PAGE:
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Sunday, March 27, 1892

Sunday, March 27, 1892

10:05 A.M. Found grouped in parlor at 328 Mrs. Whitman and George, Harned, Eakins, Murray (two assistants with these). We discussed cast and they were shortly at work upstairs upon it. I stayed till 11:45 and they were still at work. Walt's face serene and sweet and composed. The head never seemed so marked. Eakins threw back the shirt from the shoulders. How like one of the grand classic pictures of gods, with the hands calmly folded and that strange yellow-white, and peace everyhow lined however the eye looked! They worked and worked—I watched and watched. In from the north the gray light—outside the beating rain—the room, so long dedicated to his sacred work, still redolent of his nature. I could catch the faint odor of his hair. I touched his hand. Though cold it was yet somewhat pliable.

George Whitman objects to post-mortem proposed for this afternoon. Mrs. Whitman clearing up—has covered all W.'s papers carefully, husbanding everything. Warrie and Harry clearing out the two front rooms. George wrote two telegrams for me to send from Philadelphia—one for Jessie Whitman at St. Louis and one to the sister at Greenport.

We seem in favor of funeral for Wednesday at two, and probably for public view eleven to one. My suggestions. Harned wondering why no word from Bucke. No callers. The bulletin, taken down at midnight, replaced.

Going with Eakins into W.'s room I threw open the blinds. W.'s head lay towards the window. The light played a strange beauty into his hair, and the pallor was no way painful. Seems with each hour to settle down into the room—his old self of years back. The family characteristics came out sharply. Looks more like George since the face is thinner. George, however, so ruddy.

Met Longaker in Philadelphia and Dr. Cattell and found from them that W. had indeed consented in December (Harrison Allen commemorating with L.) to a post-mortem after death. This may obviate George's objection. Longaker sent his final notes over by Warrie last night but Warrie has not given them to me. Found upon questioning Longaker that he really had understood with McAlister that he was to be telephoned for in the event of a crisis. L. says to me, "It was sudden after all. We all expected it and yet it was a shock." And again, "I had set the middle of next week. I saw the end was quite near. The trachial sals were evident Friday and not so strongly by any means as in December. But we had to take into account Whitman's general weakness and that these meant more now than then." And I asked L. as to the post-mortem. "Bucke," he said, "told me in December that there would be no difficulties placed in the way of that." Cattell said, "Of course we could not do anything without the family's consent. And yet what a thing it means for science and knowledge." "And for man?" "Yes, that too."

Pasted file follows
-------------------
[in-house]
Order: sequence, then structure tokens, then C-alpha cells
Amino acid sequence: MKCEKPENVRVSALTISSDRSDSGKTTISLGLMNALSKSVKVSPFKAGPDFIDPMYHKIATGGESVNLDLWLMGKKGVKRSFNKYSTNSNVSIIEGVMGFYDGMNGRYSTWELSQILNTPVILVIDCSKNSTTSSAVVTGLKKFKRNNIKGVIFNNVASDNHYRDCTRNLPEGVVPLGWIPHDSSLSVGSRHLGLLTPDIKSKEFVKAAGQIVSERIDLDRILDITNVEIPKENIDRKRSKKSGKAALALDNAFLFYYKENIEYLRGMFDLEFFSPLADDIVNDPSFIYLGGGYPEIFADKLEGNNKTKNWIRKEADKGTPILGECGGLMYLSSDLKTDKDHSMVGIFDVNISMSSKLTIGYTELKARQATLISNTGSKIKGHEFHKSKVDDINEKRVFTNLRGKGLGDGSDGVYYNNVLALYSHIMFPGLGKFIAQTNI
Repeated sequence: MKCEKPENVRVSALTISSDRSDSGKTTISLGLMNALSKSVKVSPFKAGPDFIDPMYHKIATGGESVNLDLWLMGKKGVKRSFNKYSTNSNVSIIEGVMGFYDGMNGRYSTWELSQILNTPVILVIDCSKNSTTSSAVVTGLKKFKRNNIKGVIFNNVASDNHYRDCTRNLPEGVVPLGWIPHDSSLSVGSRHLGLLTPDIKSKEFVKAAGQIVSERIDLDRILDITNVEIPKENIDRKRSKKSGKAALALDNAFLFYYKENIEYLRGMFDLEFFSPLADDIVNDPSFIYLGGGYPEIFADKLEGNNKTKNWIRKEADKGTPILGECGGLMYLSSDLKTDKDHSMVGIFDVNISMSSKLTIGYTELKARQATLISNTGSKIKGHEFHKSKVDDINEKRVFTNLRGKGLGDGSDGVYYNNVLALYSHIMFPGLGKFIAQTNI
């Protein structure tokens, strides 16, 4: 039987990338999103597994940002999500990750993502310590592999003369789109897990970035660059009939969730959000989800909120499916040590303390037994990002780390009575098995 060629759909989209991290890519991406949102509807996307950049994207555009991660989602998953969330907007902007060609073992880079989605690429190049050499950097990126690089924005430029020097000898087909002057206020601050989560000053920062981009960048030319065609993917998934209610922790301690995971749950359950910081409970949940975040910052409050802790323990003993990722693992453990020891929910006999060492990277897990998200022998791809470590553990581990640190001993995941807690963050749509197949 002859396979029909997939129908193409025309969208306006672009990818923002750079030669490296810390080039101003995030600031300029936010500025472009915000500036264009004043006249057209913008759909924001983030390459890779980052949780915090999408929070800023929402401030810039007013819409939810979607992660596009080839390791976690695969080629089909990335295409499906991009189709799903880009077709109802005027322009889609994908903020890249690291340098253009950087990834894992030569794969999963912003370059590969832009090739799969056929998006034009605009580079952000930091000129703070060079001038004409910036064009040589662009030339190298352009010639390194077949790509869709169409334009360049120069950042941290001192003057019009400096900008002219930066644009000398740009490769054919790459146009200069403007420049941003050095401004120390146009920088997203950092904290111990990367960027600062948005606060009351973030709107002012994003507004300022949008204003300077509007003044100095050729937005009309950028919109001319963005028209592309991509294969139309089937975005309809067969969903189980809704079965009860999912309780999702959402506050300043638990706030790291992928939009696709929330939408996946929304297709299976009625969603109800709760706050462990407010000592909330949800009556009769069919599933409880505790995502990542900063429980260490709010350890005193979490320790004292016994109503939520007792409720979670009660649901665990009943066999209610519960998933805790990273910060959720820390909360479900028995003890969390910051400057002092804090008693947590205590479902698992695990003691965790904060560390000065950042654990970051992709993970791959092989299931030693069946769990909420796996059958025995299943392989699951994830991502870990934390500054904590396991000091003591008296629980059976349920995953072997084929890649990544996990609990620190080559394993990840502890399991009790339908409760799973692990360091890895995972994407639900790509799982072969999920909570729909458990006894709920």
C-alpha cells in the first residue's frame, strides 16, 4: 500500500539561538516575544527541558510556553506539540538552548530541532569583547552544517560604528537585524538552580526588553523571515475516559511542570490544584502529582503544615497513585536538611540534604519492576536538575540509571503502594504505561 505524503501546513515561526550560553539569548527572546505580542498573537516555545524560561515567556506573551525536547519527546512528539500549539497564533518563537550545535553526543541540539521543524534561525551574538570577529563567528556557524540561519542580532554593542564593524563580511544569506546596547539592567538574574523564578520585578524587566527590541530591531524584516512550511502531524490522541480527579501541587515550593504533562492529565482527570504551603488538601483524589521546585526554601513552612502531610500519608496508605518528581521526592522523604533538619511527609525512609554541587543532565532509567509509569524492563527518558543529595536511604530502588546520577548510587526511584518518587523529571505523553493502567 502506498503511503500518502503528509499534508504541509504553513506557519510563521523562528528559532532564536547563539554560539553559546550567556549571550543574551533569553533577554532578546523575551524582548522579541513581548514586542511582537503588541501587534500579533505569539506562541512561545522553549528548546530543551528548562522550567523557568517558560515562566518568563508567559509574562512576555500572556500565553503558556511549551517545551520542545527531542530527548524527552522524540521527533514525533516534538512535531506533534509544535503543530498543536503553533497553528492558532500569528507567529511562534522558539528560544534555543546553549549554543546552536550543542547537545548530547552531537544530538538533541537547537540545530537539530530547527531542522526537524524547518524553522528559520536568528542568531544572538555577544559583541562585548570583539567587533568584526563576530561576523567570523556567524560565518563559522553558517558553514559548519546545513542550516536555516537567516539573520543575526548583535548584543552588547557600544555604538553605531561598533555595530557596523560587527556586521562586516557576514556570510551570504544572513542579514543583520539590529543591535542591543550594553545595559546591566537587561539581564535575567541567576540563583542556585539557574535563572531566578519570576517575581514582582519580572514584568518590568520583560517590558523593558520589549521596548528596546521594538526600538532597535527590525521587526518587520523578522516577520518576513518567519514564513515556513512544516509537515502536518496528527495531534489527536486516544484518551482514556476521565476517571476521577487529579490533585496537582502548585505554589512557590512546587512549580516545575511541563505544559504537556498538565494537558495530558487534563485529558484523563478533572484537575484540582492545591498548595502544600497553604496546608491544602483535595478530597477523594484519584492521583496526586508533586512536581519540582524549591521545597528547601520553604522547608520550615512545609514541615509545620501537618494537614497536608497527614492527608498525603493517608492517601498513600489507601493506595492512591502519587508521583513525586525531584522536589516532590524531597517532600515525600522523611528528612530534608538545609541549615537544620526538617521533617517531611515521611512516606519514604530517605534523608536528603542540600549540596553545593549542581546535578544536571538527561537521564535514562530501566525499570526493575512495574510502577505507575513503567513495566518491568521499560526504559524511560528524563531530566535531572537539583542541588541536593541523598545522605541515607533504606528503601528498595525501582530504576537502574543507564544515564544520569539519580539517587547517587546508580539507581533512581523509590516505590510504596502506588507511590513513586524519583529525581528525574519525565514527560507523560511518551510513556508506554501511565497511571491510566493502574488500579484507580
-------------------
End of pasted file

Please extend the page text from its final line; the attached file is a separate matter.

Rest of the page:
Sent George Whitman's two telegrams off from 9th and Green.

Longaker willing to postpone post-mortem to late in afternoon. Arranged to be at 328 at six.